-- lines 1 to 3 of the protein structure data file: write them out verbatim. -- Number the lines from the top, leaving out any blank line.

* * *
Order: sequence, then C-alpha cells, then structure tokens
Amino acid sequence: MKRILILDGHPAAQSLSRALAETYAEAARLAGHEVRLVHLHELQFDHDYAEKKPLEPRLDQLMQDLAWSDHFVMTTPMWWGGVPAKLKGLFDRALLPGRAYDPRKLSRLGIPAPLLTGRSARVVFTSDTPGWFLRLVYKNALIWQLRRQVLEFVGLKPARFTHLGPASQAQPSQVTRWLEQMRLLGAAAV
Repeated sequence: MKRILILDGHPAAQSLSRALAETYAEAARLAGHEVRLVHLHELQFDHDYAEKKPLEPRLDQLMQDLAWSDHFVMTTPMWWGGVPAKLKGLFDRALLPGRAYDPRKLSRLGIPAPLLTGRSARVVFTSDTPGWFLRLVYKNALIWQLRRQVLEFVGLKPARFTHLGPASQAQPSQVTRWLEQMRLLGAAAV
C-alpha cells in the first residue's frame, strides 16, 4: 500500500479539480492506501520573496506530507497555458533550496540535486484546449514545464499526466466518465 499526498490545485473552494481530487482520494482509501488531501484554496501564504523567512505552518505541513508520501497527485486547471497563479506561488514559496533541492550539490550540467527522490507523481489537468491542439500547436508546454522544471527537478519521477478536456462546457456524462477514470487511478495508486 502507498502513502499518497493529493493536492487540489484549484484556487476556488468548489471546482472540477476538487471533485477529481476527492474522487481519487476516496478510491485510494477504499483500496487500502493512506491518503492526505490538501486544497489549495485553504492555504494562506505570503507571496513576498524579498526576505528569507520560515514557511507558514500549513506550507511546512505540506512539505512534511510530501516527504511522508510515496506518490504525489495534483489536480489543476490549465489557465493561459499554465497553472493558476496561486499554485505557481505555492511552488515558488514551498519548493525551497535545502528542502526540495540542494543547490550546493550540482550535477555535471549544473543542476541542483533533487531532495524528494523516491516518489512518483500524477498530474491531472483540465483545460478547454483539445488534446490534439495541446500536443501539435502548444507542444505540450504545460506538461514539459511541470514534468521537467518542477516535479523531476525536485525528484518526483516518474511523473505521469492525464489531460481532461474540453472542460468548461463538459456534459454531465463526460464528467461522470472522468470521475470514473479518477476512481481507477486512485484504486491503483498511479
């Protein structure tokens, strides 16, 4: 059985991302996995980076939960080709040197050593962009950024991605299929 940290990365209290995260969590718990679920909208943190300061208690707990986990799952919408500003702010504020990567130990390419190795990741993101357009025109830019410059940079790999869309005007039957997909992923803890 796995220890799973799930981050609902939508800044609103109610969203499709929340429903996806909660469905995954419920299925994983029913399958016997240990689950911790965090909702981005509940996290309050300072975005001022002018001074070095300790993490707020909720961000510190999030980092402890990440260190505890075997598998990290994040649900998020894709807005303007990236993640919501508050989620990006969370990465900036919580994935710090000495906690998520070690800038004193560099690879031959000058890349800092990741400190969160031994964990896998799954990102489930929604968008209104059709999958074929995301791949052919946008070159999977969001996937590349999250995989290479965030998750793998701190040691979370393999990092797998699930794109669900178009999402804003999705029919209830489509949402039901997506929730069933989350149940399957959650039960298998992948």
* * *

Order: sequence, then C-alpha cells, then structure tokens
Amino acid sequence: MKRILILDGHPAAQSLSRALAETYAEAARLAGHEVRLVHLHELQFDHDYAEKKPLEPRLDQLMQDLAWSDHFVMTTPMWWGGVPAKLKGLFDRALLPGRAYDPRKLSRLGIPAPLLTGRSARVVFTSDTPGWFLRLVYKNALIWQLRRQVLEFVGLKPARFTHLGPASQAQPSQVTRWLEQMRLLGAAAV
Repeated sequence: MKRILILDGHPAAQSLSRALAETYAEAARLAGHEVRLVHLHELQFDHDYAEKKPLEPRLDQLMQDLAWSDHFVMTTPMWWGGVPAKLKGLFDRALLPGRAYDPRKLSRLGIPAPLLTGRSARVVFTSDTPGWFLRLVYKNALIWQLRRQVLEFVGLKPARFTHLGPASQAQPSQVTRWLEQMRLLGAAAV